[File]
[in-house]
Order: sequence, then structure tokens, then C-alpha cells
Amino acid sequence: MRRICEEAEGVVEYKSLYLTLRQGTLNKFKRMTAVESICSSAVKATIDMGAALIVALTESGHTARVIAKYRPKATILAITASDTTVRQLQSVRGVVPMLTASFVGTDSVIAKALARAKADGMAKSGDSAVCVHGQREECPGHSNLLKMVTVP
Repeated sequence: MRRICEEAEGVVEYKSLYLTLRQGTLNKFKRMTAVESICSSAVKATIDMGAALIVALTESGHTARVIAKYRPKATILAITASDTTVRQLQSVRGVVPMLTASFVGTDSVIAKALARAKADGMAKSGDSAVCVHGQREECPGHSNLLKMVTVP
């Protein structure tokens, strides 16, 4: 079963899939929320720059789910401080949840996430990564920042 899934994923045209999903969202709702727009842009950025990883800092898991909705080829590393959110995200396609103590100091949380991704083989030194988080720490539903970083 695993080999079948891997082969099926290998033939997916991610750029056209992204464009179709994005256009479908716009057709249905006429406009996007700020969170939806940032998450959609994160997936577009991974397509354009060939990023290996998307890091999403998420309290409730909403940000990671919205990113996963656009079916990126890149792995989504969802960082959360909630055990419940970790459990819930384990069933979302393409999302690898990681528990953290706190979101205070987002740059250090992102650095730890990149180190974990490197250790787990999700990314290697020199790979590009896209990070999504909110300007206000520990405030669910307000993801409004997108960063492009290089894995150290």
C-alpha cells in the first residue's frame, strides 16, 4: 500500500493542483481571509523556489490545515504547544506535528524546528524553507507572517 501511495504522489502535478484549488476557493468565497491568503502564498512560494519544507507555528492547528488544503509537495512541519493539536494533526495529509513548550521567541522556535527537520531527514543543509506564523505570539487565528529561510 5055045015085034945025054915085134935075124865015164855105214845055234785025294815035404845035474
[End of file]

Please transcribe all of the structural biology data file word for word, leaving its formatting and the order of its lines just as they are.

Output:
[in-house]
Order: sequence, then structure tokens, then C-alpha cells
Amino acid sequence: MRRICEEAEGVVEYKSLYLTLRQGTLNKFKRMTAVESICSSAVKATIDMGAALIVALTESGHTARVIAKYRPKATILAITASDTTVRQLQSVRGVVPMLTASFVGTDSVIAKALARAKADGMAKSGDSAVCVHGQREECPGHSNLLKMVTVP
Repeated sequence: MRRICEEAEGVVEYKSLYLTLRQGTLNKFKRMTAVESICSSAVKATIDMGAALIVALTESGHTARVIAKYRPKATILAITASDTTVRQLQSVRGVVPMLTASFVGTDSVIAKALARAKADGMAKSGDSAVCVHGQREECPGHSNLLKMVTVP
């Protein structure tokens, strides 16, 4: 079963899939929320720059789910401080949840996430990564920042 899934994923045209999903969202709702727009842009950025990883800092898991909705080829590393959110995200396609103590100091949380991704083989030194988080720490539903970083 695993080999079948891997082969099926290998033939997916991610750029056209992204464009179709994005256009479908716009057709249905006429406009996007700020969170939806940032998450959609994160997936577009991974397509354009060939990023290996998307890091999403998420309290409730909403940000990671919205990113996963656009079916990126890149792995989504969802960082959360909630055990419940970790459990819930384990069933979302393409999302690898990681528990953290706190979101205070987002740059250090992102650095730890990149180190974990490197250790787990999700990314290697020199790979590009896209990070999504909110300007206000520990405030669910307000993801409004997108960063492009290089894995150290």
C-alpha cells in the first residue's frame, strides 16, 4: 500500500493542483481571509523556489490545515504547544506535528524546528524553507507572517 501511495504522489502535478484549488476557493468565497491568503502564498512560494519544507507555528492547528488544503509537495512541519493539536494533526495529509513548550521567541522556535527537520531527514543543509506564523505570539487565528529561510 5055045015085034945025054915085134935075124865015164855105214845055234785025294815035404845035474